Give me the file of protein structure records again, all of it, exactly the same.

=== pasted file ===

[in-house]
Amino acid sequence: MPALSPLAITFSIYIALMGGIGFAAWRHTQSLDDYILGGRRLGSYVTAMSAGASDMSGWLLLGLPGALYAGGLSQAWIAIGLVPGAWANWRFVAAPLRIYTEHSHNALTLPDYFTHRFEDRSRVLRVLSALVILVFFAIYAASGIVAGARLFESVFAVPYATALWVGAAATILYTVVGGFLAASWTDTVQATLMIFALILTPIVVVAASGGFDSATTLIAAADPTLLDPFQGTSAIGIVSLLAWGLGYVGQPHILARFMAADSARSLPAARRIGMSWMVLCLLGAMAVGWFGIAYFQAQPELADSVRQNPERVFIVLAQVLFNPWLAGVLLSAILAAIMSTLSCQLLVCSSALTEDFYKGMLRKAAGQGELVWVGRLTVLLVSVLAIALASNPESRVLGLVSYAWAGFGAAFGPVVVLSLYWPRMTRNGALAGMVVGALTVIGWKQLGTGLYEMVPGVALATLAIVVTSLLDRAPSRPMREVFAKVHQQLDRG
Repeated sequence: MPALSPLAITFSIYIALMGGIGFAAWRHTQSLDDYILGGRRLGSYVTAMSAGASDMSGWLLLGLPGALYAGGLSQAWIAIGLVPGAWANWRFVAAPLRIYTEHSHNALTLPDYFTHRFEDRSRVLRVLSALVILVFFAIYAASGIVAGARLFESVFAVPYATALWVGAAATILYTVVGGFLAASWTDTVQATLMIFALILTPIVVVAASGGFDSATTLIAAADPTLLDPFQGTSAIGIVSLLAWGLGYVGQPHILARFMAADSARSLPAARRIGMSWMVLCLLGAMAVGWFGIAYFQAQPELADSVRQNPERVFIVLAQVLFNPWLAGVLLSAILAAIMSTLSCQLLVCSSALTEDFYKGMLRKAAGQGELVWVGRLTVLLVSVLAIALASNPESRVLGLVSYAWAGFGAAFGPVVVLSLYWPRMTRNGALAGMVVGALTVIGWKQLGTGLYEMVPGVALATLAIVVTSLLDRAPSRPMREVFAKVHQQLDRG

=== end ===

[in-house]
Amino acid sequence: MPALSPLAITFSIYIALMGGIGFAAWRHTQSLDDYILGGRRLGSYVTAMSAGASDMSGWLLLGLPGALYAGGLSQAWIAIGLVPGAWANWRFVAAPLRIYTEHSHNALTLPDYFTHRFEDRSRVLRVLSALVILVFFAIYAASGIVAGARLFESVFAVPYATALWVGAAATILYTVVGGFLAASWTDTVQATLMIFALILTPIVVVAASGGFDSATTLIAAADPTLLDPFQGTSAIGIVSLLAWGLGYVGQPHILARFMAADSARSLPAARRIGMSWMVLCLLGAMAVGWFGIAYFQAQPELADSVRQNPERVFIVLAQVLFNPWLAGVLLSAILAAIMSTLSCQLLVCSSALTEDFYKGMLRKAAGQGELVWVGRLTVLLVSVLAIALASNPESRVLGLVSYAWAGFGAAFGPVVVLSLYWPRMTRNGALAGMVVGALTVIGWKQLGTGLYEMVPGVALATLAIVVTSLLDRAPSRPMREVFAKVHQQLDRG
Repeated sequence: MPALSPLAITFSIYIALMGGIGFAAWRHTQSLDDYILGGRRLGSYVTAMSAGASDMSGWLLLGLPGALYAGGLSQAWIAIGLVPGAWANWRFVAAPLRIYTEHSHNALTLPDYFTHRFEDRSRVLRVLSALVILVFFAIYAASGIVAGARLFESVFAVPYATALWVGAAATILYTVVGGFLAASWTDTVQATLMIFALILTPIVVVAASGGFDSATTLIAAADPTLLDPFQGTSAIGIVSLLAWGLGYVGQPHILARFMAADSARSLPAARRIGMSWMVLCLLGAMAVGWFGIAYFQAQPELADSVRQNPERVFIVLAQVLFNPWLAGVLLSAILAAIMSTLSCQLLVCSSALTEDFYKGMLRKAAGQGELVWVGRLTVLLVSVLAIALASNPESRVLGLVSYAWAGFGAAFGPVVVLSLYWPRMTRNGALAGMVVGALTVIGWKQLGTGLYEMVPGVALATLAIVVTSLLDRAPSRPMREVFAKVHQQLDRG